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Czechs mark Velvet Revolution by asking President to resign, neo-Nazis harass ROMEA

Prague, 17.11.2014 18:13, (ROMEA)
The ROMEA organization's stand on Národní třída on 17 November 2014. (PHOTO:  Zdeněk Ryšavý)
The ROMEA organization's stand on Národní třída on 17 November 2014. (PHOTO: Zdeněk Ryšavý)

People marked the 25th anniversary of the Velvet Revolution on Národní třída in Prague with a demonstration there this morning that was attended by thousands. Demonstrators protested against Czech President Miloš Zeman and called for him to resign.    

In the afternoon, performances of music and street theater began there that will last into the night. The event is a one-day festival called "Thanks that we can! - Národní Parade".

Hundreds of people are on the streets listening to bands on two stages (one called Love, the other Truth), viewing a photography exhibition near the National Theater, and stopping by an improvised radio station where young authors are reading their poetry. Since morning, Czechs have been remembering the events of November 1989 at the memorial to them on Národní třída.

People are bringing candles and flowers to the site of the police intervention against the 1989 student demonstrations there. Long lines are forming at the memorial and people are waiting their turn to pay their respects.

Cardinal Dominik Duka said mass this morning to a full house in the Church of St. Voršila (Ursula), where the Saint Wenceslas Chorale and others performed. Many people are wearing the Czech tricolor or buttons with portraits of the leader of the Velvet Revolution and the country's first post-1989 president, Václav Havel.

Nonprofit organizations involved with civil society, combating totalitarianism, social issues and youth have been given room to set up stands on Národní třída. The ROMEA organization also has a stand there.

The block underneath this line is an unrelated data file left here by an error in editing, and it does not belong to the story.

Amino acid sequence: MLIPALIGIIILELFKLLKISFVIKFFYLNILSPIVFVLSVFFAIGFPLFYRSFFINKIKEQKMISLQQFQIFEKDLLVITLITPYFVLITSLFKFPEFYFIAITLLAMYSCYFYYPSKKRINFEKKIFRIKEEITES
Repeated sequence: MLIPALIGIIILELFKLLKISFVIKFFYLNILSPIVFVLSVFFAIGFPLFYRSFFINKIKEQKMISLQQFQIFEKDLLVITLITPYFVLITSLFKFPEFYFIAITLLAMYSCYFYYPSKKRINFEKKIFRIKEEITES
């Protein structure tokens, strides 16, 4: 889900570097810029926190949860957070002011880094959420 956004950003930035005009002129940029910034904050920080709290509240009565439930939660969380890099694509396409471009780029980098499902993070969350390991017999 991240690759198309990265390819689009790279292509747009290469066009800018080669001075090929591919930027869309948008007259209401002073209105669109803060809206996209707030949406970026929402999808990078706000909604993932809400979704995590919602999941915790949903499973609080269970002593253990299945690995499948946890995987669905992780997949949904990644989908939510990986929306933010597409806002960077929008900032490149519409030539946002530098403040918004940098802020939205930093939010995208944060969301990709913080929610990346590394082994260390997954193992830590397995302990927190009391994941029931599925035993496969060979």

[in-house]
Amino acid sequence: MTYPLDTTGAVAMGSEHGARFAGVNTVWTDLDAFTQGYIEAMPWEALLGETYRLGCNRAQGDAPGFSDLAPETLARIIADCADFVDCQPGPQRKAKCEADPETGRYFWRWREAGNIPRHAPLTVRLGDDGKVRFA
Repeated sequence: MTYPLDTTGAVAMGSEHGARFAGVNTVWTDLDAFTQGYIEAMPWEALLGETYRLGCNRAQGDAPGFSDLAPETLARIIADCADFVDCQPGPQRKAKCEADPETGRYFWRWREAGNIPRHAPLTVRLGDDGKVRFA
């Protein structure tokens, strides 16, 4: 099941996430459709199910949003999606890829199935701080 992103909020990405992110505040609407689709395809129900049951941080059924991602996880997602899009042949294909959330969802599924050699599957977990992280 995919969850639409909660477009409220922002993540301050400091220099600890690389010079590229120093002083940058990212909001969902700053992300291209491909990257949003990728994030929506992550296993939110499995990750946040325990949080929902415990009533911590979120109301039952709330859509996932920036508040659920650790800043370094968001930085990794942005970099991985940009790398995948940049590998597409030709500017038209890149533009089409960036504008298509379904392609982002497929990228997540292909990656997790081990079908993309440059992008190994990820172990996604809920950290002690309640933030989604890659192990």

"We want to show people what our organization does, we will screen videos and those visiting our stand will be able to see part of the exhibition called 'Guess Who I Am?', which draws attention to the prejudicial, simplistic mindsets and stereotypes that determine the behavior and relationship of the Czech public toward Romani people, for example," said ROMEA's director, Zdeněk Ryšavý. This afternoon about 10 neo-Nazis led by Pavel Sládek Matějný gathered by the ROMEA organization's stand.  

The neo-Nazis made vulgar comments about the activities of the ROMEA organization and Sládek Matějný pushed a ROMEA TV cameraman who was filming him. Fortunately no other conflicts took place.

At 13:00 the Kladno-based band Zrní performed on the Love stage. On the main stage (called Truth) in front of the department store there will be a concert by the singer Lenka Dusilová and the Baromantika band, a solo performance by the composer and musician Jaromír 99, and a performance by the unique group Vložte kočku this evening.

"The street theater is basically happening all along Národní třída, but it is primarily concentrated around the National Theater, where there is an interesting black box, among other things. That's an installation space for a theatrical performance," Adéla Brabcová told the Czech News Agency on behalf of the street theater organizer.      

Many more events will take place on the street into the night. During the afternoon the traditional satirical parade called the "Velvet Feast" will march down Národní třída, and people can also join a walking tour led by architect Petr Kučera, express their opinions on a Wall of Thanks, or enter an improvised apartment to read samizdat literature and listen to punk bands.  

ČTK, ryz, translated by Gwendolyn Albert
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17 November, 1989, ROMEA, Shromažďování



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